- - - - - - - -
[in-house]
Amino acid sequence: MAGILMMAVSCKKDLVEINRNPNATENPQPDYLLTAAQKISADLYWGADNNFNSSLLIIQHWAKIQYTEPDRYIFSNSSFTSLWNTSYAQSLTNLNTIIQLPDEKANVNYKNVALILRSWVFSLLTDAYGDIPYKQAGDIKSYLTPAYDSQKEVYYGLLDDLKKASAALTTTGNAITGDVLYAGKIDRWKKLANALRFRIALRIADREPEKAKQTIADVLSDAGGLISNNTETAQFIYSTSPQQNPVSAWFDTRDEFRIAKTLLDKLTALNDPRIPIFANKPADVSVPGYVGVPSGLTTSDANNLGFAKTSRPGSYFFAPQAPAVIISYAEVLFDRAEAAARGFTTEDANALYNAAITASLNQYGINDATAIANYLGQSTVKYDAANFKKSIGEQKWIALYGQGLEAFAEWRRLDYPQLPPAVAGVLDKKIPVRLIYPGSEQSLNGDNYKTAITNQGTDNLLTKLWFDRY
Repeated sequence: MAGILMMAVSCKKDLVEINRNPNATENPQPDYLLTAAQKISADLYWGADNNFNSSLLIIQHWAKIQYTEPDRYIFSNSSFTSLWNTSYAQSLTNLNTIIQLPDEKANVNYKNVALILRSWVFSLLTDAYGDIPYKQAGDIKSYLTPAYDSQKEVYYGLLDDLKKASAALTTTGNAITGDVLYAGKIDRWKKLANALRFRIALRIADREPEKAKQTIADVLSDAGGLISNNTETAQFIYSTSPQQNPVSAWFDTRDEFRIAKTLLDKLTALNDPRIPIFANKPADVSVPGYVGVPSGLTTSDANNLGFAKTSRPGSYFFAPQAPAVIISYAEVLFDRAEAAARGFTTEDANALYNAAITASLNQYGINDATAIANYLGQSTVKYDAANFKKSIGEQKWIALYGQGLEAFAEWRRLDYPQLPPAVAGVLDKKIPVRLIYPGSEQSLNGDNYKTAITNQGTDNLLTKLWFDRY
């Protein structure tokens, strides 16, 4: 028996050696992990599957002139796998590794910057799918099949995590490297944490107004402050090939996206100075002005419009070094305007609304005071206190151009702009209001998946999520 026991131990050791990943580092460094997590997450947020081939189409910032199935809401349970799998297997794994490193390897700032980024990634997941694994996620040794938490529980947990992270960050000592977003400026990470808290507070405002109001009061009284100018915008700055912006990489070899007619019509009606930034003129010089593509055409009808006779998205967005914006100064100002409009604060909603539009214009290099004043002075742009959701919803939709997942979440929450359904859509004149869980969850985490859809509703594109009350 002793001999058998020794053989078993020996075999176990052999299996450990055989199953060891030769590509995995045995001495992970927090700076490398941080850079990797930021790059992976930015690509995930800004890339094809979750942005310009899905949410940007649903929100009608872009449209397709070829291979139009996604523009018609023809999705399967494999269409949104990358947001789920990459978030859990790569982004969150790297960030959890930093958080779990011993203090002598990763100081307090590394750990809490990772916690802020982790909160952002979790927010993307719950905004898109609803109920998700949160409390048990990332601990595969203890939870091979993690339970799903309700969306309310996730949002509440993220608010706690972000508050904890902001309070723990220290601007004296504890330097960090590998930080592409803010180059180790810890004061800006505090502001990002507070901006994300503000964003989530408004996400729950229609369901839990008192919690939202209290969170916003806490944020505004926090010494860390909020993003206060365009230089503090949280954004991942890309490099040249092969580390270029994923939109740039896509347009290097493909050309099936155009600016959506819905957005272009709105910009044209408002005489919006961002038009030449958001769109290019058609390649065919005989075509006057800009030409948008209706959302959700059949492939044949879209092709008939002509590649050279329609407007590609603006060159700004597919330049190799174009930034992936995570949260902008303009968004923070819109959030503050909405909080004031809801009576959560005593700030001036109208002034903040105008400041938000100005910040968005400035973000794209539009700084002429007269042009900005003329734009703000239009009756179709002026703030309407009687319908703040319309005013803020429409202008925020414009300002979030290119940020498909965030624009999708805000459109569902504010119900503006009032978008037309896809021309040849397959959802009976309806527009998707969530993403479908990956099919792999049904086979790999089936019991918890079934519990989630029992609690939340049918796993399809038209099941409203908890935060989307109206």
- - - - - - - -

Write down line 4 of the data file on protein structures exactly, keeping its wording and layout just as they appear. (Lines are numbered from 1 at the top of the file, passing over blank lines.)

């Protein structure tokens, strides 16, 4: 028996050696992990599957002139796998590794910057799918099949995590490297944490107004402050090939996206100075002005419009070094305007609304005071206190151009702009209001998946999520 026991131990050791990943580092460094997590997450947020081939189409910032199935809401349970799998297997794994490193390897700032980024990634997941694994996620040794938490529980947990992270960050000592977003400026990470808290507070405002109001009061009284100018915008700055912006990489070899007619019509009606930034003129010089593509055409009808006779998205967005914006100064100002409009604060909603539009214009290099004043002075742009959701919803939709997942979440929450359904859509004149869980969850985490859809509703594109009350 002793001999058998020794053989078993020996075999176990052999299996450990055989199953060891030769590509995995045995001495992970927090700076490398941080850079990797930021790059992976930015690509995930800004890339094809979750942005310009899905949410940007649903929100009608872009449209397709070829291979139009996604523009018609023809999705399967494999269409949104990358947001789920990459978030859990790569982004969150790297960030959890930093958080779990011993203090002598990763100081307090590394750990809490990772916690802020982790909160952002979790927010993307719950905004898109609803109920998700949160409390048990990332601990595969203890939870091979993690339970799903309700969306309310996730949002509440993220608010706690972000508050904890902001309070723990220290601007004296504890330097960090590998930080592409803010180059180790810890004061800006505090502001990002507070901006994300503000964003989530408004996400729950229609369901839990008192919690939202209290969170916003806490944020505004926090010494860390909020993003206060365009230089503090949280954004991942890309490099040249092969580390270029994923939109740039896509347009290097493909050309099936155009600016959506819905957005272009709105910009044209408002005489919006961002038009030449958001769109290019058609390649065919005989075509006057800009030409948008209706959302959700059949492939044949879209092709008939002509590649050279329609407007590609603006060159700004597919330049190799174009930034992936995570949260902008303009968004923070819109959030503050909405909080004031809801009576959560005593700030001036109208002034903040105008400041938000100005910040968005400035973000794209539009700084002429007269042009900005003329734009703000239009009756179709002026703030309407009687319908703040319309005013803020429409202008925020414009300002979030290119940020498909965030624009999708805000459109569902504010119900503006009032978008037309896809021309040849397959959802009976309806527009998707969530993403479908990956099919792999049904086979790999089936019991918890079934519990989630029992609690939340049918796993399809038209099941409203908890935060989307109206």